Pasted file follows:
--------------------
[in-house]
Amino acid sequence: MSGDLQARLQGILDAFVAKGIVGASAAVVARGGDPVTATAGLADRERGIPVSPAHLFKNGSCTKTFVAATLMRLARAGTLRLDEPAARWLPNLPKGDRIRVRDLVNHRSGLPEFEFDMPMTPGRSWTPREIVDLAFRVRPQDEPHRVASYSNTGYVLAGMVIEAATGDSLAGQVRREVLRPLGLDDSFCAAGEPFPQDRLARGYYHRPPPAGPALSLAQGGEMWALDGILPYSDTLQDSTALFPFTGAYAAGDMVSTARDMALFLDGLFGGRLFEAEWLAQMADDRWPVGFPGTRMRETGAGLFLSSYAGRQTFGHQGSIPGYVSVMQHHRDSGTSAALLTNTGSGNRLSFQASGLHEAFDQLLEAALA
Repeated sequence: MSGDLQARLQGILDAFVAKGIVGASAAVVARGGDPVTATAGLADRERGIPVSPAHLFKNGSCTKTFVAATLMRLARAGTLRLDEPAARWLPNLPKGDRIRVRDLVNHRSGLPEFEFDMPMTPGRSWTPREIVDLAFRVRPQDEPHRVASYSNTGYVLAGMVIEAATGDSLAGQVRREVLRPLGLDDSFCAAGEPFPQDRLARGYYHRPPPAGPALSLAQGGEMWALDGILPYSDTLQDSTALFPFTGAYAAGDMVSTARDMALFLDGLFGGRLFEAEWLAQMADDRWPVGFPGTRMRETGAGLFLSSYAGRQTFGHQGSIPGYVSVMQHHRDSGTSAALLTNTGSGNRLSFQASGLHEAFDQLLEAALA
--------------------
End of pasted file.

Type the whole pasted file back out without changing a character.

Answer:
[in-house]
Amino acid sequence: MSGDLQARLQGILDAFVAKGIVGASAAVVARGGDPVTATAGLADRERGIPVSPAHLFKNGSCTKTFVAATLMRLARAGTLRLDEPAARWLPNLPKGDRIRVRDLVNHRSGLPEFEFDMPMTPGRSWTPREIVDLAFRVRPQDEPHRVASYSNTGYVLAGMVIEAATGDSLAGQVRREVLRPLGLDDSFCAAGEPFPQDRLARGYYHRPPPAGPALSLAQGGEMWALDGILPYSDTLQDSTALFPFTGAYAAGDMVSTARDMALFLDGLFGGRLFEAEWLAQMADDRWPVGFPGTRMRETGAGLFLSSYAGRQTFGHQGSIPGYVSVMQHHRDSGTSAALLTNTGSGNRLSFQASGLHEAFDQLLEAALA
Repeated sequence: MSGDLQARLQGILDAFVAKGIVGASAAVVARGGDPVTATAGLADRERGIPVSPAHLFKNGSCTKTFVAATLMRLARAGTLRLDEPAARWLPNLPKGDRIRVRDLVNHRSGLPEFEFDMPMTPGRSWTPREIVDLAFRVRPQDEPHRVASYSNTGYVLAGMVIEAATGDSLAGQVRREVLRPLGLDDSFCAAGEPFPQDRLARGYYHRPPPAGPALSLAQGGEMWALDGILPYSDTLQDSTALFPFTGAYAAGDMVSTARDMALFLDGLFGGRLFEAEWLAQMADDRWPVGFPGTRMRETGAGLFLSSYAGRQTFGHQGSIPGYVSVMQHHRDSGTSAALLTNTGSGNRLSFQASGLHEAFDQLLEAALA